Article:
I don’t know about y’all, but I’m ready for some turkey. Man, oh man, turkey, dressin’, giblet gravy, cranberry sauce, sweet potato casserole, and chocolate pie, yummm, yum.
I can’t wait.
It really brings back the memories, too. I guess the memory I remember the most, is when my cousin Coy and I were gonna supply the turkey for Thanksgivin’ back when we were little bitty kids.
My momma and Coy’s daddy were brother and sister, and their parents, my grandparents, had a farm down in Buncum, Texas, south of Whitehouse and west of Troup.
Since their farm wasn’t but 15 miles from where we lived, Coy and I would spend nearly every weekend there. My granddad, Daddy Dodd, and his wife, Momma Dodd, had every kind of farm animal you could think of. All of them except the chickens were pinned up. The chickens roamed free and kept the yard free of bugs, worms, and most of the grass.
There was also, roamin’ in amongst the chickens, one great big white turkey. That turkey chased me every time I walked out in the yard. I hated that turkey. Now my momma always told me that I wasn’t supposed to hate anything, and I tried not to. But that turkey, and later algebra, really tested me.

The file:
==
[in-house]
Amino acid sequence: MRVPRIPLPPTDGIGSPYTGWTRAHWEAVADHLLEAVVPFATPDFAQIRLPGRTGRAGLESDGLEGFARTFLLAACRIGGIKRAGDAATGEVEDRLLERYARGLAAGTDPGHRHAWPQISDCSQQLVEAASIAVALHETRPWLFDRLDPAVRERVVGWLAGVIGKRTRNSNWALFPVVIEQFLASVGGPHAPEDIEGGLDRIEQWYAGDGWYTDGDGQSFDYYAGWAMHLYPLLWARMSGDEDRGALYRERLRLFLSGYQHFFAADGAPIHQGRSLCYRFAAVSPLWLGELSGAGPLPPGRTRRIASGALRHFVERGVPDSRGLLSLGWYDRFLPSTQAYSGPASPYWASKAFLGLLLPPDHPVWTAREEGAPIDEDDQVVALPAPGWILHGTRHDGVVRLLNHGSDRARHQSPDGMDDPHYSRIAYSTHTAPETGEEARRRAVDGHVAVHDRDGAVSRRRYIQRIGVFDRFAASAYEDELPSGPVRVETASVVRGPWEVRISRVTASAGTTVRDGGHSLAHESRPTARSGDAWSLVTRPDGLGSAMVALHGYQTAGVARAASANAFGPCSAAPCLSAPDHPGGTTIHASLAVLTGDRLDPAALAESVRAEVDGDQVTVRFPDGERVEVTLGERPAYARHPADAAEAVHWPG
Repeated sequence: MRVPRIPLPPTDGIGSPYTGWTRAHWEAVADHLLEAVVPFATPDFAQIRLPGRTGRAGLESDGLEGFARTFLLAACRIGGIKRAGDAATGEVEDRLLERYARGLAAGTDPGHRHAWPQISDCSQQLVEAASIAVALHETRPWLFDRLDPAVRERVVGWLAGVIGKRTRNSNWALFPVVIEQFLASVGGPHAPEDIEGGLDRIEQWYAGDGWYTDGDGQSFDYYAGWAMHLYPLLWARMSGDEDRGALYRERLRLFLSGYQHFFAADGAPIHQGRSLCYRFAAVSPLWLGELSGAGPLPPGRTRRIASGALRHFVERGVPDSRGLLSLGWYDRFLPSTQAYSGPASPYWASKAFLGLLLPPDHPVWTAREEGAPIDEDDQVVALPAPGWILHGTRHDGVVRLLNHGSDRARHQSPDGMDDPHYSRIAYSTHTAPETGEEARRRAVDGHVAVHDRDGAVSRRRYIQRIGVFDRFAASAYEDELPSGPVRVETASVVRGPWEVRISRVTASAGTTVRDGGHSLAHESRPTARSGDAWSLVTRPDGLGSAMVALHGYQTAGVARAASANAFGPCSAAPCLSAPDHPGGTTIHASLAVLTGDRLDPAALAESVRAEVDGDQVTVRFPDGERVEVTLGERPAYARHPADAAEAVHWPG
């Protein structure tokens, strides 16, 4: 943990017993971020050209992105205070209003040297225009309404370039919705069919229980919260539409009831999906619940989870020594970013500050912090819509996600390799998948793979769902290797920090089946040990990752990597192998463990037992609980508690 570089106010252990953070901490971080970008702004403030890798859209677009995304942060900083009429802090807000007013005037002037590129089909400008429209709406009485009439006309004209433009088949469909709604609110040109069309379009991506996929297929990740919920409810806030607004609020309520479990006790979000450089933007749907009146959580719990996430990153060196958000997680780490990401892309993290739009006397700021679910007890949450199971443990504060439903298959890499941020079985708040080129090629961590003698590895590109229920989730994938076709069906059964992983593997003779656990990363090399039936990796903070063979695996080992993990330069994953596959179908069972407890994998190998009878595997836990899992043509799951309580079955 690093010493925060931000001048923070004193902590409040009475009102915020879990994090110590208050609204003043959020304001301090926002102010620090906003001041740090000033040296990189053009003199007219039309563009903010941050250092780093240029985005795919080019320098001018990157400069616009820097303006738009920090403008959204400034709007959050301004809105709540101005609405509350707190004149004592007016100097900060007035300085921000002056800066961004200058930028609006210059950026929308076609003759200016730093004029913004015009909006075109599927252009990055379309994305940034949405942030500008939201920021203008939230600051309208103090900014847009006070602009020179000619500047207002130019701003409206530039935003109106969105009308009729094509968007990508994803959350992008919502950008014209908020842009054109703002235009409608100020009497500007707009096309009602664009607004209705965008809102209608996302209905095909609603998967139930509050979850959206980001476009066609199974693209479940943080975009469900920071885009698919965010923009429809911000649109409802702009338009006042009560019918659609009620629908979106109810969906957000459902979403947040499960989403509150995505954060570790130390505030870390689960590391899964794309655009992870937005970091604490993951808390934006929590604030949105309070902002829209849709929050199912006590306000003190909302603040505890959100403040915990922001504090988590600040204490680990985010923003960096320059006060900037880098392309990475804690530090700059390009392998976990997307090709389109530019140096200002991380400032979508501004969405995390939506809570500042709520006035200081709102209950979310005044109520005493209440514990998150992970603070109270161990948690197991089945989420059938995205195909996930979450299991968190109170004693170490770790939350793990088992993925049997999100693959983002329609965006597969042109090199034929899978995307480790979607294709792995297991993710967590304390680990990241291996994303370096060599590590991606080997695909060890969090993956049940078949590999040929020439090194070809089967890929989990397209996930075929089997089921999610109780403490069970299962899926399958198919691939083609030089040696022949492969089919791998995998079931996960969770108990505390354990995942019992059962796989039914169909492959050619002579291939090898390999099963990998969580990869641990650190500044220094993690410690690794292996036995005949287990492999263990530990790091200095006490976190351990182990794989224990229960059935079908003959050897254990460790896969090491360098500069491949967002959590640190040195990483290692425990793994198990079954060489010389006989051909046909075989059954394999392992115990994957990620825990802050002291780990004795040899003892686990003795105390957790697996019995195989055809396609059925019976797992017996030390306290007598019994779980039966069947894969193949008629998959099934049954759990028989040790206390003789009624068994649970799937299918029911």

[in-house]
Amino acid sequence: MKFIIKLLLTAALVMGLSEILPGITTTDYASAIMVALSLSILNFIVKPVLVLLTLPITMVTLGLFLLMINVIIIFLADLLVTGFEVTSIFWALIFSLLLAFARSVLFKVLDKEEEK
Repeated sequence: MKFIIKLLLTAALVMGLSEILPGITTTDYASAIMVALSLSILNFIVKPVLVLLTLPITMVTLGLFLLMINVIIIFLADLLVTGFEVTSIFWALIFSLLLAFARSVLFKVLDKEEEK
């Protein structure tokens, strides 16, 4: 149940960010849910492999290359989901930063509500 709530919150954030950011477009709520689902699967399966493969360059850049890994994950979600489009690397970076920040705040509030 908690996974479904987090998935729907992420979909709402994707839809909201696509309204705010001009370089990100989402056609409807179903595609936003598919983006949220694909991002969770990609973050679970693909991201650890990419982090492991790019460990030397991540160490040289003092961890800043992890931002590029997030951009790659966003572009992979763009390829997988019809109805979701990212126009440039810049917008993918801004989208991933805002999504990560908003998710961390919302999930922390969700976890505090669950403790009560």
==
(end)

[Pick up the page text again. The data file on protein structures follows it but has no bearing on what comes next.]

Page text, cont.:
That turkey was the meanest bird in the world.
Anywho, it was the weekend before Thanksgivin’ and Coy and I were sittin’ out in the yard with our backs leaned up against Daddy Dodd’s one-eyed dog, Chief, a Great Dane. He was the smartest dog in the world. He was also our first horse. He could carry both of us on his back and I think he enjoyed it better than we did.
We were pickin’ up little rocks and throwin’ them, tryin’ to figure out somethin’ to do.
“You wanna go play in the barn?” Coy asked.
“Not really,” I replied.
“What do you wanna do, then?”
“I tell you what I’d really like to do,” I said.
“I’d like to wring that turkey right there’s neck.”
“Why don’t you?” came a voice from behind us. We sat up, turned, and there on the porch was Daddy Dodd.
“Sir?” I said.
“Why don’t you wring that turkey’s neck and we’ll have him for Thanksgivin’.”
“Really? You mean it?”
“Sure. That is, if you and Coy think you’re up to it.”
Well, we jumped up.
“Yes sir!” we said.
“Good. Y’all go ahead and I’ll sit up here and me and ol’ Chief’ll watch y’all.”
Man. This was a dream come true. And it was all legal and everything.